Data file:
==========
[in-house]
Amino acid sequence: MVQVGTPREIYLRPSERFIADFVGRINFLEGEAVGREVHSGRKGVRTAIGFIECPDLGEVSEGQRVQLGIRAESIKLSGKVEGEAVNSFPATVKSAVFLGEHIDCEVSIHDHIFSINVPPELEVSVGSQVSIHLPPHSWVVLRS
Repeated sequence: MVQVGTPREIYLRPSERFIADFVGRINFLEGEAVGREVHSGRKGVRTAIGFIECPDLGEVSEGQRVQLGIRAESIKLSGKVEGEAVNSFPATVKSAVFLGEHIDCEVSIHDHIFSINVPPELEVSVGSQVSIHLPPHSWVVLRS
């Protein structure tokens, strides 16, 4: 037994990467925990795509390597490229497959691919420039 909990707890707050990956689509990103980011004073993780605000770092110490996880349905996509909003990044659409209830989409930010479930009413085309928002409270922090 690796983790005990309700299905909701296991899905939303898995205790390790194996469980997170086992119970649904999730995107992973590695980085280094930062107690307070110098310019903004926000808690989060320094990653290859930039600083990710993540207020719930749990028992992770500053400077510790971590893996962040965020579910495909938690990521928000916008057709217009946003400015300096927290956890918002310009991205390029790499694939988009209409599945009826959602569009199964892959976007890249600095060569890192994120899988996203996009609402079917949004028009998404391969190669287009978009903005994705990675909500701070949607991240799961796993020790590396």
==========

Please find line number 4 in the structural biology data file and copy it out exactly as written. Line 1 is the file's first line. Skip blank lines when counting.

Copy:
């Protein structure tokens, strides 16, 4: 037994990467925990795509390597490229497959691919420039 909990707890707050990956689509990103980011004073993780605000770092110490996880349905996509909003990044659409209830989409930010479930009413085309928002409270922090 690796983790005990309700299905909701296991899905939303898995205790390790194996469980997170086992119970649904999730995107992973590695980085280094930062107690307070110098310019903004926000808690989060320094990653290859930039600083990710993540207020719930749990028992992770500053400077510790971590893996962040965020579910495909938690990521928000916008057709217009946003400015300096927290956890918002310009991205390029790499694939988009209409599945009826959602569009199964892959976007890249600095060569890192994120899988996203996009609402079917949004028009998404391969190669287009978009903005994705990675909500701070949607991240799961796993020790590396």